act = hooks[0].activations_out
        # Get the gradients for the cat class for the first image in the test set
        loss = learn.loss_func(output,yb.cuda())
        loss.backward()
        grads = hooksg[0].activations_out
    
    w = grads[0].mean(dim=[1], keepdim=True)
    cam_maps = (w * act).sum(dim=[1])
    
    if show_result:
        axs = ctxs if ctxs is not None else [plt.gca()] # Single one if no axes passed
        imgs = xb[:,0] if xb.shape[1]==1 else x # Support only BW and RGB
        for ax,y,img,cam_map in zip(axs,yb,imgs,cam_maps):
            if display_image: ax.imshow(img,cmap='gray')
            ax.imshow(cam_map.detach().cpu(), alpha=0.6, extent=(0,img.shape[-1]-1,img.shape[-2]-1,0), interpolation='bilinear', cmap='magma');        
            ax.set_title(y.sigmoid().item()) # sigmoid has been added only to compare results
            #ax.set_title(y.item()) # USE THIS LINE IN GENERAL
        
    return output,cam_maps

samples_to_test = [1,9,11,15]
fig,axs = plt.subplots(1,len(samples_to_test),figsize=(20,5))
_,cam_maps=predict_with_gradcam(learn,xt[samples_to_test],amt[samples_to_test],show_result=True,ctxs=axs);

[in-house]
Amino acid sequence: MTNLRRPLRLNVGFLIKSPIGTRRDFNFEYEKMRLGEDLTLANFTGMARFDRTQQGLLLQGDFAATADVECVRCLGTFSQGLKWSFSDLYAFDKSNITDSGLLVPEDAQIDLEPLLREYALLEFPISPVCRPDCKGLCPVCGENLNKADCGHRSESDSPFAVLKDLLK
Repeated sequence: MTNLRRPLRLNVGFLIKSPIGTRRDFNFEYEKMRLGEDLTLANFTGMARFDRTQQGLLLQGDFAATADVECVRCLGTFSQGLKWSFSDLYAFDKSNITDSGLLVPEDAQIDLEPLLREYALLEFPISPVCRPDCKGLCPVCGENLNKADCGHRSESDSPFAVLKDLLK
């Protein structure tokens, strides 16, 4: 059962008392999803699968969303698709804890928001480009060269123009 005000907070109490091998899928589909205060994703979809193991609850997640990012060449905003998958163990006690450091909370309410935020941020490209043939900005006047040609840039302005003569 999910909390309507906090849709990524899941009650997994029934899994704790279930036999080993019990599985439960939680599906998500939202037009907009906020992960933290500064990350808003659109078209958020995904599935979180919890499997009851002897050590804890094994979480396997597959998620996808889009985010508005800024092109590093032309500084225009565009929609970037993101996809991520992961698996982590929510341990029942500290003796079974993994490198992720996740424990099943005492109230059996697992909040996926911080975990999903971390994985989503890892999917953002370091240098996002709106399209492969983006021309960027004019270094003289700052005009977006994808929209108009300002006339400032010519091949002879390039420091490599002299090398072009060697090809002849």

fig,axs = plt.subplots(1,len(samples_to_test),figsize=(20,5))
_,cam_maps=predict_with_gradcam(learn,xt[samples_to_test],amt[samples_to_test],show_result=True,ctxs=axs,display_image=False);

Note: gradcam output seems fine (the code is supposed to be on 10_activations notebook).
image

15 Likes

Excellent analysis @ste!

I’ve re-done the t-prediction model using Tiny Imagenet instead of fashion mnist, and still get similarly-accurate predictions. So whilst you’re right that it was able to “cheat” a bit, it turns out it still does a good job without cheating :slight_smile:

10 Likes

Thanks for another great video. Its good to see how things are evolving and I appreciate the approach that is being taken.

On a slightly off topic note - do you have any idea when the course will be released to the public, some colleagues of mine have followed the initial lectures that were released and are keen to follow up with the later ones.

I would like to say how much I appreciate this course, and how grateful I am for the time and commitment of all of the authors.

1 Like

In the next couple of weeks hopefully.

2 Likes

Will Lesson 23 be live today? 07/Feb

2 Likes